I knew her treatment of me, and even more so my acceptance of it, my lack of understanding of what was happening, the negative emotional reactions that had built up in me, and the holes in my psyche that were weak (self-esteem, emotional intelligence, a tendency towards codependence) all blended together and got dumped into the shit bag of chaos I was before heading out on the Camino last year.
As I think I mentioned, things fell apart in Janice and my marriage when I closed my company after the recession. I tried hard to find a job like everyone else, but it was difficult for an older guy in a business that is typically ageist and who had no network (I had been running my own company hiring freelance people, mostly out of town). Who knew how important networks would become after the recession?
Janice was a major proponent of me looking for entry level jobs, anything, to provide even a meager income, instead of trying to look for a job in the industry I had experience in. I acquiesced to appease her and to stop the hurt. But even the entry level jobs at Trader Joes, Starbucks, Wells Fargo, etc that I managed to get interviews with weren’t interested, although the independent hiring consultant that interviewed me at Veggie Grill gave me some hope when she told me she brought me in to meet me due to my “amazing resume” but unfortunately couldn’t hire me as I had no experience in the food industry. She had 500 servers to interview who did.
When even these jobs didn’t pan out, I was made to feel even more worthless than I already did, I didn’t really need any help beating myself up. And in looking back, I think that maybe Janice just didn’t have the capacity to empathize with me, or at least didn’t care to. Sure, she was going through her own inner turmoil which I tried to understand and help her with, but she would have none of it, and any discussion we would have would just turn into another fight.
But as I’ve said before, if Janice’ treatment of me was due to the fact that she was simply trying to get what she needs or thinks she deserves by the means she’s been taught, well, she wasn’t much different from a lot of people out there.
In the end, it seems the means justified the end, at least to her. And when it came down to love vs. money, money won out. I don’t even know if her and I even ever really had a truly intimate relationship, or at least an emotionally mature one. But that probably goes for many. You go though life, you never think about these things until, I guess, you’re older and wiser.
As these thought flooded through my head I looked out over the bright azure sea that faded to nothingness, I realized if I wanted to heal those wounds, I had to forgive her. I knew it wouldn’t be easy. I looked down at my boots walking their last steps on the Camino, and began to understand that all of the pain and joy and suffering, and everything I had been through over the last few years, were the things that led me to the Camino and afforded me the opportunity to take a fantastic journey that was instrumental in beginning to heal myself.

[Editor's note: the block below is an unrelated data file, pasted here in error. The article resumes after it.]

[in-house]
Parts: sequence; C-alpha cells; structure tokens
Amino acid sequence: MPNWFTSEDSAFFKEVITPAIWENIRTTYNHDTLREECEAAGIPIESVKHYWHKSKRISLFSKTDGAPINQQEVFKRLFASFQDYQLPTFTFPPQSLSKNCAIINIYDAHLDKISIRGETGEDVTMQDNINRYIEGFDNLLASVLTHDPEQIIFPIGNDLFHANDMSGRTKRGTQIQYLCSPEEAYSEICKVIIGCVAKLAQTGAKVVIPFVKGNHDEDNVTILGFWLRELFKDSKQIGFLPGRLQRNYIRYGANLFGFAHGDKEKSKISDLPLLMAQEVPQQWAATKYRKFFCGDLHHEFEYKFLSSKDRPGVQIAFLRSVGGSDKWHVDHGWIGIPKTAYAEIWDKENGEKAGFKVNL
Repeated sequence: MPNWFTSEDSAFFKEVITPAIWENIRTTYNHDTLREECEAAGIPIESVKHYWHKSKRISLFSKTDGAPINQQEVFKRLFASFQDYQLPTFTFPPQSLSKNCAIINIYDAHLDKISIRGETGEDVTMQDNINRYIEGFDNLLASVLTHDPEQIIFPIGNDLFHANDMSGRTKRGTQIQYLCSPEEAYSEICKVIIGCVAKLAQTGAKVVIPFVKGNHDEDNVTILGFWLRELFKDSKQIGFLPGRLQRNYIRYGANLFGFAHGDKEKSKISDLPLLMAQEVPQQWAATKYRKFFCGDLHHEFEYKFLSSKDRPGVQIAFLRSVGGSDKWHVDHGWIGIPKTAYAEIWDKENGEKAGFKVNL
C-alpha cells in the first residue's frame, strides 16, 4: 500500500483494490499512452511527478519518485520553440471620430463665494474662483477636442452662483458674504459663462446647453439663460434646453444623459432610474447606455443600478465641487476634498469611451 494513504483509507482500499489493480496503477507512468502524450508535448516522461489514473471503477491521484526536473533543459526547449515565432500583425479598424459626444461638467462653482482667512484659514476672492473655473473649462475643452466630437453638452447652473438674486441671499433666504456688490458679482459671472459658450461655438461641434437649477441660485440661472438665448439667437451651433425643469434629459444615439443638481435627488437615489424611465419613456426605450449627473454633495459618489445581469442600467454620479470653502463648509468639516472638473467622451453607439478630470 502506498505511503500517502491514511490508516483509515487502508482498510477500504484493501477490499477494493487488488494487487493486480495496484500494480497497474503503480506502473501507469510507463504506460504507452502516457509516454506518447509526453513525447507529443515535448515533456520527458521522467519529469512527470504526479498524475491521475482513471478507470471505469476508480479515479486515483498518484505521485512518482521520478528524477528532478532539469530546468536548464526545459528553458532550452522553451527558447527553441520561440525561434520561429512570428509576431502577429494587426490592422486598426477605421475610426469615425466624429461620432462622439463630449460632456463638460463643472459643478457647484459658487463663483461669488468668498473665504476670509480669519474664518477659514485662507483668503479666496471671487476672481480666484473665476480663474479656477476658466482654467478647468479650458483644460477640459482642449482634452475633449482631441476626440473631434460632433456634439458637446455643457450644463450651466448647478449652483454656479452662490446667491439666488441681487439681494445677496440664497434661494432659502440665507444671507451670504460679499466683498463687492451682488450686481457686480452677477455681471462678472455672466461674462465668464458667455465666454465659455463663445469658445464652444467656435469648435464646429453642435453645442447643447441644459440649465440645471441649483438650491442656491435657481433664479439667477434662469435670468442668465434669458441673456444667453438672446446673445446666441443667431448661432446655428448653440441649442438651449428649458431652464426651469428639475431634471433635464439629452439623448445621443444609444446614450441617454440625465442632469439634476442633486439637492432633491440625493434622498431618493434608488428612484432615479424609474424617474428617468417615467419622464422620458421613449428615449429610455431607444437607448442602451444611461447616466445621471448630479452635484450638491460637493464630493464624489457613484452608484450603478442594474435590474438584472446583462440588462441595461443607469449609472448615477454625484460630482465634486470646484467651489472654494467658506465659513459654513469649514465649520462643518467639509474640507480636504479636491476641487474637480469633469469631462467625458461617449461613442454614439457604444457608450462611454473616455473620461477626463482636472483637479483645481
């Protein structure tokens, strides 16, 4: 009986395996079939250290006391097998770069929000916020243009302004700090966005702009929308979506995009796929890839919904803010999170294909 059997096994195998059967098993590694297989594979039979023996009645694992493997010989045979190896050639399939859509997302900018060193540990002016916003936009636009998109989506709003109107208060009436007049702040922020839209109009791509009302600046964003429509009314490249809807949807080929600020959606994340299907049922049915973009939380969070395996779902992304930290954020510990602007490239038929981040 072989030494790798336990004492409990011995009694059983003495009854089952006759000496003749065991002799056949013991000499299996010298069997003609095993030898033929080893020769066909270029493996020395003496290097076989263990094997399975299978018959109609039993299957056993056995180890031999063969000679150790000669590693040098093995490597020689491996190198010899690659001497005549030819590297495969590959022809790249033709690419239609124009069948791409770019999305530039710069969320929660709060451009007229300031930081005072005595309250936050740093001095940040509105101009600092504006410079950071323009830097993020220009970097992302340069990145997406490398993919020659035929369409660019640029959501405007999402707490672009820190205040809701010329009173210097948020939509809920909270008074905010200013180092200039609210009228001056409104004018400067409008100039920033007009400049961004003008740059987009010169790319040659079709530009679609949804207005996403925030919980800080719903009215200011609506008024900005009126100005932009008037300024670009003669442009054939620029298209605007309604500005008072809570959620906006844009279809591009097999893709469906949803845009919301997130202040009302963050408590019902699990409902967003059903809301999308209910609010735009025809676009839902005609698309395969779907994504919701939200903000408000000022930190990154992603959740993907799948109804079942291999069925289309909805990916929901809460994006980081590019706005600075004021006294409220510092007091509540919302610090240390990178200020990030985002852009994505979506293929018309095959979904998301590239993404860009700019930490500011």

And i realized if I could take all I had been through, and throw away the hurt and sadness that i was carrying with me due to those things, I could see them in a new light: as lessons. Lessons that have shown me the way to a better understating of myself and my place in the cosmos. And Janice’ treatment of me was instrumental in at least pushing me to take the first steps in this journey, even if it was to hurt like a son of a bitch.
And that is how I began to be able to forgive her. And I didnt’ forgive her because she needed me to. No, I forgave her for me. To set myself free. For forgiveness is simply letting go of the negative emotions, the reactive emotions that you retain due to someone who has hurt you. We’re habitual beings, and if someone hurts us over and over again, the wound gets deeper and deeper, and harder to mend. After time, if someone keeps hurting us, those emotions become so deeply imbedded it’s next to impossible to see them. Unless you do something to shake them out, something like therapy, meditate…or walk the Camino.
Forgiveness allows us to let go, and let’s us regain ourselves, and gets us back on track to loving ourselves, and others. It allows us to not participate in the bad habit of generating the negative emotions (blame and anger) that are conjured up when we are reacting to the person/thing that hurt us. It sets us free.
When you realize, as I’ve posited, that the person who hurt you was just trying to get what he/she thinks he/she needs or deserves by the means they were taught; and when we can truly understand that we matter, no matter what anyone else thinks; and when we can get rid of the insecurities and doubt about ourselves that we all seem to harbor, only then we can rise above the pain others have caused and find the love and strength to forgive both them and ourselves. When you forgive, you have taken control of your life rather than being a victim of it.